BYU Radio


A Millennial's Take on BYUradio

If I had been asked yesterday to describe a quintessential radio listener, I would have immediately started talking about my dad. He’s one of the last from the Baby Boomer generation with salt and pepper hair, his polo tucked into his cargo shorts and with either Car Talk or football game announcers always playing in the background. He’s the epitome of America’s radio listener today.

Or rather, he was. As of today, the paradigm has changed to include the new generation in town – the millennials. Historically, this age group, of which I’m a part, has only listened to the radio when someone forgot the aux cord or when the Bluetooth wasn’t working. Even then, the radio was tuned in to Ryan Seacrest’s Top 40 which played all the new pop music, and certainly not to a talk show. And heaven forbid we be caught listening to AM radio.

Times are changing, however, and the change is for the better. With the introduction of podcasts and audio books, popular culture has started to accept information based talk shows instead of a constant stream of the latest Nashville hits. BYU Radio has supported this trend since its genesis with a constant flow of shows such as Top of Mind, which takes news and current issues beyond the headlines, or Thinking Aloud, which dives into the minds of the world’s experts.

Today’s big change is a new update in the BYU Radio apps, which has made all of these talks shows even more accessible. Until recently, listeners could only listen to content that was streaming on-air at that very moment. Now, however, it’s possible to listen to any archived show at any time on both iOS and Android platforms! This means that no matter what time of day it is, you can choose which show to listen to on repeat. If you missed an episode, no worries! It’s there waiting for you on the BYU Radio app. Every segment of every show since the beginning is now completely available on-demand.

So, for a millennial like me, this means that it’s not just my dad who can listen to talk shows on his way to work. It means that radio talk shows are here and available for our generation. With this improvement, BYU Radio shows are now unlimited for all, including the 18-year-old girl who’s going on a run to the mountains, the 26-year-old computer developer at his desk, and the 75-year-old grandmother in her garden.

So if I were asked today to describe America’s quintessential radio listener, I’d be at a loss. With all BYU Radio shows now on-demand through the app, the audience for radio is so much larger that it’s impossible to contain the stereotype to just one demographic. So make room, Dad – the radio bandwagon is about to get a lot more crowded.

-Hope Goimarac, a BYU Student studying Portuguese and Business, is an administrative assistant at BYU Radio.

All-New Apps for Mobile

BYUradio has a shiny new app for iOS, Android, and now Kindle Fire devices. Naturally, we are terribly excited about this cool new free present, available for download as an early Christmas present.

Every day here at BYUradio, we produce roughly 8 hours of radio shows, served up fresh and hot off the proverbial grill. That's a lot. Then add in the 3500+ existing episodes we've recorded in our short four-year history. That's a mountain of great talk to listen to on your phone while jogging, working around the house, or in the car.

As of today, it's now as easy for mobile users to enjoy access to our huge library that desktop visitors to have enjoyed for the past two years.  Simply download our updated app for your mobile device:

BYUradio for iOS (Apple App Store)

BYUradio for Android (Google Play)

BYUradio for Kindle Fire (Amazon)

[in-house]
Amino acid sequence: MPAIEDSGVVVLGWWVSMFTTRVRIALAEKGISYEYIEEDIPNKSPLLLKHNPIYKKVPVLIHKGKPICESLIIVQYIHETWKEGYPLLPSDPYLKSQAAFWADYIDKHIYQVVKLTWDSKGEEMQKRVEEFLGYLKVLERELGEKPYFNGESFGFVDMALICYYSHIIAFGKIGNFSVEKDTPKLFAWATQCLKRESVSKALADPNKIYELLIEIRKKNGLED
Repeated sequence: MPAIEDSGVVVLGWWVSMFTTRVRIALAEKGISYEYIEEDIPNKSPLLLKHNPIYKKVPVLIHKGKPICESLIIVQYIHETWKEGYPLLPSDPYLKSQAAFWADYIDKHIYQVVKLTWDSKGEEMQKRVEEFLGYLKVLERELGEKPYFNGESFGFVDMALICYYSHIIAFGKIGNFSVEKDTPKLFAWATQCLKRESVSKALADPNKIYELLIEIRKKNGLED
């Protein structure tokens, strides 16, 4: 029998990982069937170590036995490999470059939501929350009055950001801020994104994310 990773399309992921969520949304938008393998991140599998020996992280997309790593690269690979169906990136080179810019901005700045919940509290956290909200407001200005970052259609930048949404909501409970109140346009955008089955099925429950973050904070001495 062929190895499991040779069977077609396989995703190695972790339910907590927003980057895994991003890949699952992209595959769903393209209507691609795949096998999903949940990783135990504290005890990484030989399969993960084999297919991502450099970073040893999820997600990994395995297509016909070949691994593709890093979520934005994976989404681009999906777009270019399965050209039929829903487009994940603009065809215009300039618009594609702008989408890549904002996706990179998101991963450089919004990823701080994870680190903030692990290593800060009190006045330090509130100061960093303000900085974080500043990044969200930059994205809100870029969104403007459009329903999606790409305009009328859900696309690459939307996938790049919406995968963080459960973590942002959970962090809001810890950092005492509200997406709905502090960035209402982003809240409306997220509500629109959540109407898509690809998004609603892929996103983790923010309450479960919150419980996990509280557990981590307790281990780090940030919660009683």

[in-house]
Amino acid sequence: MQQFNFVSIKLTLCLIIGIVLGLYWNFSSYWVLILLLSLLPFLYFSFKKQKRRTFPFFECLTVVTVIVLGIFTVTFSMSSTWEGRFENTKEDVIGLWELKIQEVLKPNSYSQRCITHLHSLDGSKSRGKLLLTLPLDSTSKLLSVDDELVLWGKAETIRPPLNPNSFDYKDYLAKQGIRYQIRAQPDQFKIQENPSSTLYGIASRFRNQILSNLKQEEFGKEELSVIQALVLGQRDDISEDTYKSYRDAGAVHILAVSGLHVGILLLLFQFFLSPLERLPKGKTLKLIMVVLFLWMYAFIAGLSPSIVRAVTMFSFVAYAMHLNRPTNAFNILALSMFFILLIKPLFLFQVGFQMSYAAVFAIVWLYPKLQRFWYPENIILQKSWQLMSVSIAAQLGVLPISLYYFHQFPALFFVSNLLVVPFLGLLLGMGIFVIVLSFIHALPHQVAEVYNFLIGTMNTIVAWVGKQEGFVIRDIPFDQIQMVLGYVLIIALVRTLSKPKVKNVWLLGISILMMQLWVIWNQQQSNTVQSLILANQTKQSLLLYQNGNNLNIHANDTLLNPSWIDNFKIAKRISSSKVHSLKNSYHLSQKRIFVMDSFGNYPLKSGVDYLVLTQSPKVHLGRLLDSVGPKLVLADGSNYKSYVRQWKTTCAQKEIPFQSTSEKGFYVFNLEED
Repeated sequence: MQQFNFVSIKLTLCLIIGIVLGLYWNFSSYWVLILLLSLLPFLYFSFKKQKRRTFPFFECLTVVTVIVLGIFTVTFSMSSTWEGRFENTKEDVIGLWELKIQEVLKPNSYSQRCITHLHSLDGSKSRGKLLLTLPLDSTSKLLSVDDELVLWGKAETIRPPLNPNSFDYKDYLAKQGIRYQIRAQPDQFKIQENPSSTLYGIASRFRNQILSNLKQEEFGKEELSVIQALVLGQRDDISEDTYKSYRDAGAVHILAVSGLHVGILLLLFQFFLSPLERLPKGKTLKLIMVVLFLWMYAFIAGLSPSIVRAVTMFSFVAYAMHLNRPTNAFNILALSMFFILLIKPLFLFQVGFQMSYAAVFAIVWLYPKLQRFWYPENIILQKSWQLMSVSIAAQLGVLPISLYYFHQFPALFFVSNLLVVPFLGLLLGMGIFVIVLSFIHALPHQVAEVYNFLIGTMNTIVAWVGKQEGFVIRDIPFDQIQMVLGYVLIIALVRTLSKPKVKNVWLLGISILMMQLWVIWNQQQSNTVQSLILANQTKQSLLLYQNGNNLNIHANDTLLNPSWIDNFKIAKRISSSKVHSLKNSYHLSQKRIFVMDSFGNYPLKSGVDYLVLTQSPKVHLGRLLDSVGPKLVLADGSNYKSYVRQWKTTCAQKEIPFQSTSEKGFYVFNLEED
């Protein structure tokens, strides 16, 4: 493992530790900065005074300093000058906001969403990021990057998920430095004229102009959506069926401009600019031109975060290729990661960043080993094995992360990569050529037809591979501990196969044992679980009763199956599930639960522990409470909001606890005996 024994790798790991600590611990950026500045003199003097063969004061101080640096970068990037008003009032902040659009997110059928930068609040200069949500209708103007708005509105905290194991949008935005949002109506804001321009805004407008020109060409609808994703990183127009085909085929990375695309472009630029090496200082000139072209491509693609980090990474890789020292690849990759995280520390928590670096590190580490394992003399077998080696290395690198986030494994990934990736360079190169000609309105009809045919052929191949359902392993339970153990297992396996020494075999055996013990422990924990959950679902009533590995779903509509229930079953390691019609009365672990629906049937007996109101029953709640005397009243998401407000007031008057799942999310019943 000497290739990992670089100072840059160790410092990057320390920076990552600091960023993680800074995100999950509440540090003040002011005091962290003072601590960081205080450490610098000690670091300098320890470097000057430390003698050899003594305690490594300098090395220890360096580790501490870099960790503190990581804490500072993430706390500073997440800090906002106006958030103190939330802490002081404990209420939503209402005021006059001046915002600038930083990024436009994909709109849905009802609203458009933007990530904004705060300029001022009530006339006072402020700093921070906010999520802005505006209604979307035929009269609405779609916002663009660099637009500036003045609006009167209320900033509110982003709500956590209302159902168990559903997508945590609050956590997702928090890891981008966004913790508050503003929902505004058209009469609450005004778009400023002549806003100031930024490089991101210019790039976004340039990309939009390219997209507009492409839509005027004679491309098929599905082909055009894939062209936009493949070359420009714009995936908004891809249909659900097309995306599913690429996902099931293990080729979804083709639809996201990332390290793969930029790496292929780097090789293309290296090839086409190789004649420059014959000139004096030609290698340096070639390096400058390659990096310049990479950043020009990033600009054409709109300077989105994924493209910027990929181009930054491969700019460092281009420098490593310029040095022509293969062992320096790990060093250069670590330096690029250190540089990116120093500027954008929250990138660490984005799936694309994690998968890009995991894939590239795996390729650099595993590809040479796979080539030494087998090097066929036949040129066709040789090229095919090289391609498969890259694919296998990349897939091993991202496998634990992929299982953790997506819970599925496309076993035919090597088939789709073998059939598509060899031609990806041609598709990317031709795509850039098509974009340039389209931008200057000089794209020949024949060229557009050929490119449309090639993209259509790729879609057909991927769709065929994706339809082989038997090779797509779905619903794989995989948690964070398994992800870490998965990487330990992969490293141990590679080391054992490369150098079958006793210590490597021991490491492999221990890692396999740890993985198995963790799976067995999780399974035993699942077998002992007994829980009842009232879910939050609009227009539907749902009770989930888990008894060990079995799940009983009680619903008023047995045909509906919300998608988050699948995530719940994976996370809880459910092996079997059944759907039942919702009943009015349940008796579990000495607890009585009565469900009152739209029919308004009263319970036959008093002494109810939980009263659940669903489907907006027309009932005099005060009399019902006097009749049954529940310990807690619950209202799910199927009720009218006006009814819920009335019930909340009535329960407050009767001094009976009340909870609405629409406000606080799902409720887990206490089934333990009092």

Behind the Scenes on The Apple Seed

As you know, The Apple Seed is an hour just about every day devoted to storytelling: tall tales, small tales, fairy and folktales, folklore and family-lore, urban legends and exciting yarns, bedtime stories, daytime stories, and everything in between. We love a good story and we treat each of our original episodes like a good old fashioned fox hunt: we wake up early, put on funny checkered caps, and follow stories over the river and through the woods to capture and collect them in our extensive story catalog.

Creating each episode is a team effort, and each of us adds a little of this and a little of that. We typically have a weekly meeting where we give assignments, start new projects & scripts, schedule interviews and time in the studios, and check on our progress (and everybody’s health!). If you look at our desks, you’ll see notepads stacked on top of each other bursting with brilliant and less-brilliant, our favorite CDs we want to keep close for listening and inspiration, a couple of stray recording kits, and all the water bottles we keep forgetting about. Despite the excess of notepads, CDs, and water bottles, it seems that the one resource we are always scarce on is time.

We work with storytellers from all walks of life and all kinds of backgrounds. Many of the storytellers we work with are professionals who work in the oral tradition for a living and they travel around the country and the world performing to audiences young and old at festivals, schools, museums, theatres and concert halls. Many of these storytellers have recordings and albums that they generously share with us so that we can share them with you. We have many stories from people who also just share our love of a good story: fishermen, genealogists, paranormal investigators, historians, artists, musicians, naturalists and scientists. And lastly, we collect stories from anybody who is patient enough to let us point a microphone in their direction (our moms and dads, for instance). We believe that every person is a library, that they’re a wealth of knowledge, experiences, and insight.

Members of The Apple Seed team have discovered stories from all different kinds of places, events, and festivals—including the festival right in our backyard, the Timpanogos Storytelling Festival in Orem, Utah. Our producer, Andy Bay, and our host, Sam Payne, have visited storytelling festivals in the Bay Area, New Mexico, in Toronto, Canada, and the National Storytelling Festival in Jonesborough, Tennessee. Recently, our whole team traveled to Kansas City, Missouri, new home of the National Storytelling Network and the National Storytelling Conference. We’ve also searched for stories that are little closer to home: hunting Bigfoot and UFOs in the small desert towns in Utah; inviting people into Studio 6 and Studio 3 to talk story and listen to performances; and many of our meetings unintentionally become a sharing time where we enthusiastically discuss the stories and people we’ve encountered that week.